Thursday, May 26, 2011

Baked doughnuts



"Doughnuts. Is there anything they can't do?" - the great Homer Simpson.

I had the intention of making some bagels last night. Somewhere along the lines, the bagel became a doughnut. Arrrrgh. Don't you hate it when some unknown force just steers your brain away from you? Perhaps it was the Simpsons marathon I organised for myself last night? Season Five — you know the episode where Homer sells his souls for a doughnut and has to go to Ironic Punishment Lab in hell to pay for his gluttony?

Damn you Homer Simpson. (I take it back!).

I don't share Homer Simpson's idolation for doughnuts but I like them all the same. Not all the time, dozens at a time; but one or two every now and then. My favourite doughnut is the basic version that is just sprinkle-coated with some granulated sugar. I don't actually like the glazed ones or the chocolate covered ones or the ones that are filled with cream AND glazed with icing sugar. Oh! I can feel my arteries clogging up just talking about them.

No, I like mine simple. I little cinnamon with the sugar is fine. If it has to be stuffed, some jam will do.


So after watching five episodes of Homer back to back, I felt like making nothing else but doughnuts. I'd made fried doughnuts once before — about a year ago, at least, but I wanted to try baking the rings instead. I'd bookmarked Heidi Swanson's (101 Cookbooks) recipe for baked doughnuts a while ago and tonight was the night to try it.

Now, a serious doughnut connoisseur, like Homer, will most likely scoff at the idea of a baked doughnut much like a fried chicken fanatic may disregard the baked alternative. No oil? Whaaaaat? No doubt about it, a baked doughnut tastes decidedly different from a deep fried one. 

The fried doughnut is crispy on the outside and the oil that seeps into the dough while frying makes it a little greasy (but good sort of greasy, you know?) inside too. Just a little. It also browns evenly because it's deep fried.

The baked doughnuts (these are yeasted, so they rise and are quite fluffy) are more healthy but no less tasty. The surface is pale except for the tops which are a little golden.


Both the fried and the baked versions use a yeast dough that's pretty straightforward to prepare. No need for a sponge (my earlier doughnut recipe from joepastry required a sponge and therefore took a while longer to make).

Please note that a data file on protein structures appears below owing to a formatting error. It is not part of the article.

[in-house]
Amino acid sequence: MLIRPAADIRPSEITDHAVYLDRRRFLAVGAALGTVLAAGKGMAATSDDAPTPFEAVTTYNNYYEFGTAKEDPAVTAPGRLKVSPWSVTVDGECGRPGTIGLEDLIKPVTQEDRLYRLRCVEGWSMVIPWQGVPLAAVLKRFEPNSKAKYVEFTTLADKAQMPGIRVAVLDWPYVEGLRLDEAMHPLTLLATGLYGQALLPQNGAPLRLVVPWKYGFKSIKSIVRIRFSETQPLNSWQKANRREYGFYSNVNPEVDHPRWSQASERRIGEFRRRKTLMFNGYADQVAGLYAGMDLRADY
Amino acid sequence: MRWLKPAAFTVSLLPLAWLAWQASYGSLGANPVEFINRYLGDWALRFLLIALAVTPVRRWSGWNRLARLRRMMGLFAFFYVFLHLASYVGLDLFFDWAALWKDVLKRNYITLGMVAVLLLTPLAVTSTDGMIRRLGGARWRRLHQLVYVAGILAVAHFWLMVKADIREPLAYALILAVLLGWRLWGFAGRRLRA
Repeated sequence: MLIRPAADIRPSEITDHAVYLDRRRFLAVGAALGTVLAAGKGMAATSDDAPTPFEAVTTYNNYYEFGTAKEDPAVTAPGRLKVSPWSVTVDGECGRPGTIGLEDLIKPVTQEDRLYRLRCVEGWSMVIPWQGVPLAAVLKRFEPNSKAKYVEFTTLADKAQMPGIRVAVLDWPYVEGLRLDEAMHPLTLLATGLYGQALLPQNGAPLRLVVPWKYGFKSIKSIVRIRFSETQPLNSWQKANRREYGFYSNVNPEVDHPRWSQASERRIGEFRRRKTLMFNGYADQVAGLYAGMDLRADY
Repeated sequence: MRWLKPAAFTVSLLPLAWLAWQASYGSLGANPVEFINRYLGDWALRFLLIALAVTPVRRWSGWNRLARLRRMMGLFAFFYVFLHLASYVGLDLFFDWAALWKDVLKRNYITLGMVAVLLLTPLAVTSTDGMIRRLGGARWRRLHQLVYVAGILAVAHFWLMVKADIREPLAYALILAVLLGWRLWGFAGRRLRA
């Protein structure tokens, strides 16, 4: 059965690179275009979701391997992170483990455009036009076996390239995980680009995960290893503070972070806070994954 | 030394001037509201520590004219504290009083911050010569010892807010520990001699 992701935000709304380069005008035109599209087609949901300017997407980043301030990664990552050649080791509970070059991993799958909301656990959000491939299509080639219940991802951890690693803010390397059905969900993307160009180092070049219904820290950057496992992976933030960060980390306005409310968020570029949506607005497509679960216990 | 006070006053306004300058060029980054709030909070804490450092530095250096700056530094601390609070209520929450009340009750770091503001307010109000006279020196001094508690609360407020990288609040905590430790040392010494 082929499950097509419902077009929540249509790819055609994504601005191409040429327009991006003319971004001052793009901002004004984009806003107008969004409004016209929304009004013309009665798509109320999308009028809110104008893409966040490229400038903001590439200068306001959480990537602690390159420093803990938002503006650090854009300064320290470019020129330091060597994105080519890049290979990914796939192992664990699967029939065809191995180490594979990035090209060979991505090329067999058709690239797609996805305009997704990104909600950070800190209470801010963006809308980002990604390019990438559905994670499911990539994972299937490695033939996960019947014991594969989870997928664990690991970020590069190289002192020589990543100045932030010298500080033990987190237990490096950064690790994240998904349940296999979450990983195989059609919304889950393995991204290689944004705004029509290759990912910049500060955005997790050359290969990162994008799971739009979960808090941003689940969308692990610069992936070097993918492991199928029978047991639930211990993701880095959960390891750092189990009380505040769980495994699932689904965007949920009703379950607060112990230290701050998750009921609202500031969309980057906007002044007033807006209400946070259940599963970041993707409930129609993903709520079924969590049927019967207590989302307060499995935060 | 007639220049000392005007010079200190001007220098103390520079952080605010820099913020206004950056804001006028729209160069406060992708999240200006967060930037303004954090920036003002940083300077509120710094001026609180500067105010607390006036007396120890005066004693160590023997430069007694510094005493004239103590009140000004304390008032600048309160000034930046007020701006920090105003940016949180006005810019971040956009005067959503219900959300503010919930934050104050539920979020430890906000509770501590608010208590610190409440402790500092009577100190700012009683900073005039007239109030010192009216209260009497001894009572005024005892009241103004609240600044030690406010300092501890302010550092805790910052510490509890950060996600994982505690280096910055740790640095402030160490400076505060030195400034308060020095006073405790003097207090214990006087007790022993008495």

Heidi's portions are kinda big: 500g flour which yields about 25 medium to large doughnuts. One thing about baked doughnuts: they are best eaten warm, fresh out of the oven even. So, if you're not cooking for a party of 15 or 20, you could halve the recipe or follow the recipe but freeze half or three quarters of the dough for another day. 

Heidi's Baked Doughnuts 

11/3 cup milk
21/4 tsp active yeast
60g butter
2/3 cup sugar
2 eggs
5 cups all purpose flour
A pinch or two of ground nutmeg
1 tsp salt

Coating
Granulated sugar OR Icing sugar (I added cinnamon for some)
2 tbsp butter, melted


Heat the milk till it's tepid. Take 1/3 of the milk and pour it into the bowl of your electric mixture. Add the yeast and stir lightly; let it sit for 5 mins. 

Stir the butter and butter into the remaining warm milk; the warm milk should melt the butter. Add too the yeast mixture. Now, with a fork, stir in the egg, salt, nutmeg and salt into the liquid. A rough dough should start to form. Now, with the dough hook attached, mix the dough till it comes together as one smooth ball of slightly sticky dough. If it's too wet, add a couple of tbsp more flour. If it's too dry, add a bit more milk. 

Turn the dough onto a lightly floured work surface and knead for about 3 mins. shape into a ball and transfer into a well oiled bowl. Cover with clingfilm and let it rise; about an hour.


Once its risen, deflate it and transfer in onto the work surface once more, lightly floured. Roll the dough out till its about 1 cm thick.

Using a 3 to 31/5 inch-cookie cutter, cut circles from the dough. 

Transfer the circles onto a lined baking sheet. Now using a smaller circular cutter, cut circles in the middle. I left some whole, to be filled with jam later!

Cover with a kitchen towel and let it rise again for about 45 mins.

Preheat the oven to 180. Bake the doughnuts for just about 8 to 10 mins. Be careful not to over bake them or they'll be too hard and not so fluffy. 

While they're baking, melt the butter for the coating and get your sugar ready. Once the rings are out of the oven, dunk them in the butter and then coat them with the sugar of your choice. 

If you too want to fill some whole ones with jam, fill an icing bag (with the nozzle attached, of course) with jam. You could also use a squeeze bottle. Puncture a side of the doughnut slightly with the nozzle and squeeze in the jam. 

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